Another major concern is what Spock calls "entity resolution" -- distinguishing one person with the same name from another. This problem is so large that, as part of the pre-launch publicity, Spock is hoping to enlist non-employees in the search for ways and means by sponsoring a contest for the best solution to this problem, with results to be judged by Stanford computer science professors and a first prize of $50,000.
Yet another problem is ensuring that assigning tags doesn't get out of hand. Only registered users are allowed to add tags or vote on them, and who supported each tag will be clearly visible to all users. Then, over time, users' votes will become weighted depending on their behavior. "You can almost think of it like Wikipedia," Bhatti says, "where no one can edit George Bush's profile unless they've been registered on Wikipedia for six months and they're doing good work. The same thing on Spock: certain users will have more power based on the authority they've shown on Spock in terms of tagging, voting, and adding other people."
As on Flickr, such trusted users will be able to earn extra privileges, such as the use of a power interface from which they can add bulk tags or edit information. According to Bhatti, Spock is also considering two or three tiers of privileges. "If people are doing really good work, we want to reward that," Bhatti says.
Conversely, if a user starts adding malicious or slanderous tags, or becomes the object of other's people's complaints, their privileges could be decreased or removed after a review by the company. In extreme cases, the user's privileges could be removed altogether. Should an admonished user's behavior improve, then they might have their privileges reinstated.
What Bhatti calls "personal identifiers" -- email and street addresses of famous people, birth dates, social insurance numbers and similar information -- will not be used on Spock. "We've made a conscious decision that, even if we find such data, we will never display it on Spock," Bhatti says. "We will always hide it. Because we don't think that's the most relevant thing." Bhatti also promises that Spock's bots will not search password protected sites, or sites whose robot.txt files request otherwise.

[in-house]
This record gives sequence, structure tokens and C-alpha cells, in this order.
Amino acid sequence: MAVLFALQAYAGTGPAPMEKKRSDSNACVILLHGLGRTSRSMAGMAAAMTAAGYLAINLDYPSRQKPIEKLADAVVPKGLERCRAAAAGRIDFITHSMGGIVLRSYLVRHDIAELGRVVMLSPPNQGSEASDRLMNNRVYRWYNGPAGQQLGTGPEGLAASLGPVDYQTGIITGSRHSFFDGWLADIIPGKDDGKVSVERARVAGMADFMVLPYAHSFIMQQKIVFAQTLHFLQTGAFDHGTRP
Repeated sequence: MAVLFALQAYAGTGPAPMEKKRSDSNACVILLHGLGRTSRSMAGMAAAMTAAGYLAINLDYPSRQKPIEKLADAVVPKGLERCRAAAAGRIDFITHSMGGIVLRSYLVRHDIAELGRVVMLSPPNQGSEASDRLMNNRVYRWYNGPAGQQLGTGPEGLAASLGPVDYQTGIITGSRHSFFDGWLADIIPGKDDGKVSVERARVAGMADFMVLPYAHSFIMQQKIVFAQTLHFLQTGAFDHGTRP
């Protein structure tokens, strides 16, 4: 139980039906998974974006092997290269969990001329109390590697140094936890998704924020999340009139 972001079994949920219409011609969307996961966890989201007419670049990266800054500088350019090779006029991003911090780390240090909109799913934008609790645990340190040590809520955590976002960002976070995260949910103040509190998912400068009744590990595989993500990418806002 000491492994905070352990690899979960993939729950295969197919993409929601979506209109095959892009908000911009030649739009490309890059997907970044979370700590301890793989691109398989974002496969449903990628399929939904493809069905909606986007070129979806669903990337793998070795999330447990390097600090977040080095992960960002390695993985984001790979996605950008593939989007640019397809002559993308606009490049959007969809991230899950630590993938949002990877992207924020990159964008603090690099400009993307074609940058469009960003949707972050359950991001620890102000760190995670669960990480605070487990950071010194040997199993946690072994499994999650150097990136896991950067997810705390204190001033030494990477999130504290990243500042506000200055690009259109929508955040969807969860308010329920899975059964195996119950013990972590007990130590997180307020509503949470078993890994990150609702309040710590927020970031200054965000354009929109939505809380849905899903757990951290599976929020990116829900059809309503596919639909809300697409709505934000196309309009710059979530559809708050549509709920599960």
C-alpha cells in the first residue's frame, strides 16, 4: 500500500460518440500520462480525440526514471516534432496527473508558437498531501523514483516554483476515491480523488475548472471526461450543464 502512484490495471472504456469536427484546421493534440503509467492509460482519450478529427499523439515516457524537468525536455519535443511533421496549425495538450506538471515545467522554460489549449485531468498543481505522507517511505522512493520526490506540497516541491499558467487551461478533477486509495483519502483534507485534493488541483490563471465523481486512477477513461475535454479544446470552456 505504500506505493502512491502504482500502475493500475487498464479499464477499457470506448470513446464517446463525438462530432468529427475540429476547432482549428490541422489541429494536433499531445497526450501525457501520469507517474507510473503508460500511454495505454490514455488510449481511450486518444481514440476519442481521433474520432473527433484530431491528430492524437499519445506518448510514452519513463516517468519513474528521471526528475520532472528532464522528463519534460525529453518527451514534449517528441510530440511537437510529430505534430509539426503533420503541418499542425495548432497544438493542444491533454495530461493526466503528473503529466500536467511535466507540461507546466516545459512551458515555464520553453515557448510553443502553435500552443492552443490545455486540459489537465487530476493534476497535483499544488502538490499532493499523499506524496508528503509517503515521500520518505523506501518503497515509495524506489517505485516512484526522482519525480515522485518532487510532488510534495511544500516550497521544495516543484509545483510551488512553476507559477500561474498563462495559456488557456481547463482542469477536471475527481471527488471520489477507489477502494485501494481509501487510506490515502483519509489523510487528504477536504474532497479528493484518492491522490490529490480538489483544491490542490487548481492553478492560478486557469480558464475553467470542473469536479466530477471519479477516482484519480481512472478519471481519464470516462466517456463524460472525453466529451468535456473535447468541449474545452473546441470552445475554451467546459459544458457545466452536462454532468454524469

Spock vs. Google, Et Al.
As a third generation search engine, Spock faces a crowd of competitors. However, Bhatti insists that Spock's research and chosen specialization will be enough to differentiate it from the pack.
For instance, he characterizes fellow newcomer Wink as trying to compete in the same space, but as "more of a social network. By contrast, Spock's strategy is "pure search" and based on the development of intellectual property. "We're making a really determined effort to go at this from a hard science perspective," Bhatti says.
He considers existing social networks even less of a direct competitor. In fact, he points out that Spock's growing links to sites like LinkedIn and MySpace can only be mutually beneficial to everybody. Spock has no current plants to implement similar services because, if it did, "all of a sudden we'd be competing with the people we're collaborating with, and that's not a good thing for Spock."
Besides, Bhatti adds, social network sites are relatively unprofitable. However, he declined to talk about how Spock might be monetized, except to mention that it would sell contextual ads and that other sources of income would emerge from the company's intellectual property.
As for Google, Bhatti sees little overlap. "Google does a really good job or organizing searches around web documents," he explains. "However, at Spock, we organize information around people, and that requires a totally different skill set. When Google looks at a web page, it doesn't care what the document is about. All it cares about is whether the document has the relevant keyword that you've searched for. When Spock builds up a search, it has to care about whether it's about a person, and, if it is a person, what's relevant, and what are all the keywords about that person. So the technology and the algorithms for what we do are totally different from Google's. Our user interface is integrated to show results around people, and nothing else. So that's going to give us a very unique perspective."
In many ways, Spock is a mash-up in the best tradition of Web 2.0, taking ideas from other sites and recombining them in the hopes of making something new. Whether that something will become as popular as its founders hope will become obvious after Spock makes its official launch in mid-July.